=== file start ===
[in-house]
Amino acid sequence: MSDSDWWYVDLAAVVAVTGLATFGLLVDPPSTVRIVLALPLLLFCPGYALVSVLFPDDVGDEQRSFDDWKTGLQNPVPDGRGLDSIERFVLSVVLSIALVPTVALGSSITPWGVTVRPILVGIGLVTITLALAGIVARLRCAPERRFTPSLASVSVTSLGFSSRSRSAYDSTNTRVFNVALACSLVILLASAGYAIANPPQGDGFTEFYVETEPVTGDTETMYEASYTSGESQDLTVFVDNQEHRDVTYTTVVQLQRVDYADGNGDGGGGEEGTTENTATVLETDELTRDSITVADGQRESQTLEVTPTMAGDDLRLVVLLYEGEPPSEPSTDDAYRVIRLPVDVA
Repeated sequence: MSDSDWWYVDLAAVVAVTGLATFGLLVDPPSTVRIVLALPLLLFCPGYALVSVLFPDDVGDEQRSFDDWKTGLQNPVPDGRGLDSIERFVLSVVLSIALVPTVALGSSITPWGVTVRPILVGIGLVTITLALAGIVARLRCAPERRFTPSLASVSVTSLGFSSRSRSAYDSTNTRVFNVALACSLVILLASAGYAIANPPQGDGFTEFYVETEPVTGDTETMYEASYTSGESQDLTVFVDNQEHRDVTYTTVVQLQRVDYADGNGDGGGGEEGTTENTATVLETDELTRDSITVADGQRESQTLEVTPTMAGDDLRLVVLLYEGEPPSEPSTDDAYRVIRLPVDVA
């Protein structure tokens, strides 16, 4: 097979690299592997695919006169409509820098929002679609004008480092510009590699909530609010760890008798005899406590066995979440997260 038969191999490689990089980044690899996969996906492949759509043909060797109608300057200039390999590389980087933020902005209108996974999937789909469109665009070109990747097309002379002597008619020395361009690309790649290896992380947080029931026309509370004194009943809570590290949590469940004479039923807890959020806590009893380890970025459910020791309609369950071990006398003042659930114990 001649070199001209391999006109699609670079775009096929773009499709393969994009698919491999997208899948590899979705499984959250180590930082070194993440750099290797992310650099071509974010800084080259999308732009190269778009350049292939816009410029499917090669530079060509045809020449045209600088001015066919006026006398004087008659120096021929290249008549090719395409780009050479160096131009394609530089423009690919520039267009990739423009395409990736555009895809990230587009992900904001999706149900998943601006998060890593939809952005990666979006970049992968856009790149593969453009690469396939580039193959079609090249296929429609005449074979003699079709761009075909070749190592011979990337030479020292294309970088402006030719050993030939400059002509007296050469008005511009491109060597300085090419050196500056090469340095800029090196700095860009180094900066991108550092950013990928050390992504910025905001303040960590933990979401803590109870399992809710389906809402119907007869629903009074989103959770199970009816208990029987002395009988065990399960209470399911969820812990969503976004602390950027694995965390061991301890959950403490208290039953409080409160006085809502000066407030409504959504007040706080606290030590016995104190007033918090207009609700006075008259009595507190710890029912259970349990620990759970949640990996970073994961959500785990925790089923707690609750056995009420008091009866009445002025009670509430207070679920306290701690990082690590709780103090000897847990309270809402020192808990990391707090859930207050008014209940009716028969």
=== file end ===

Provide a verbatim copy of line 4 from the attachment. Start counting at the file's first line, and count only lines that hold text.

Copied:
């Protein structure tokens, strides 16, 4: 097979690299592997695919006169409509820098929002679609004008480092510009590699909530609010760890008798005899406590066995979440997260 038969191999490689990089980044690899996969996906492949759509043909060797109608300057200039390999590389980087933020902005209108996974999937789909469109665009070109990747097309002379002597008619020395361009690309790649290896992380947080029931026309509370004194009943809570590290949590469940004479039923807890959020806590009893380890970025459910020791309609369950071990006398003042659930114990 001649070199001209391999006109699609670079775009096929773009499709393969994009698919491999997208899948590899979705499984959250180590930082070194993440750099290797992310650099071509974010800084080259999308732009190269778009350049292939816009410029499917090669530079060509045809020449045209600088001015066919006026006398004087008659120096021929290249008549090719395409780009050479160096131009394609530089423009690919520039267009990739423009395409990736555009895809990230587009992900904001999706149900998943601006998060890593939809952005990666979006970049992968856009790149593969453009690469396939580039193959079609090249296929429609005449074979003699079709761009075909070749190592011979990337030479020292294309970088402006030719050993030939400059002509007296050469008005511009491109060597300085090419050196500056090469340095800029090196700095860009180094900066991108550092950013990928050390992504910025905001303040960590933990979401803590109870399992809710389906809402119907007869629903009074989103959770199970009816208990029987002395009988065990399960209470399911969820812990969503976004602390950027694995965390061991301890959950403490208290039953409080409160006085809502000066407030409504959504007040706080606290030590016995104190007033918090207009609700006075008259009595507190710890029912259970349990620990759970949640990996970073994961959500785990925790089923707690609750056995009420008091009866009445002025009670509430207070679920306290701690990082690590709780103090000897847990309270809402020192808990990391707090859930207050008014209940009716028969």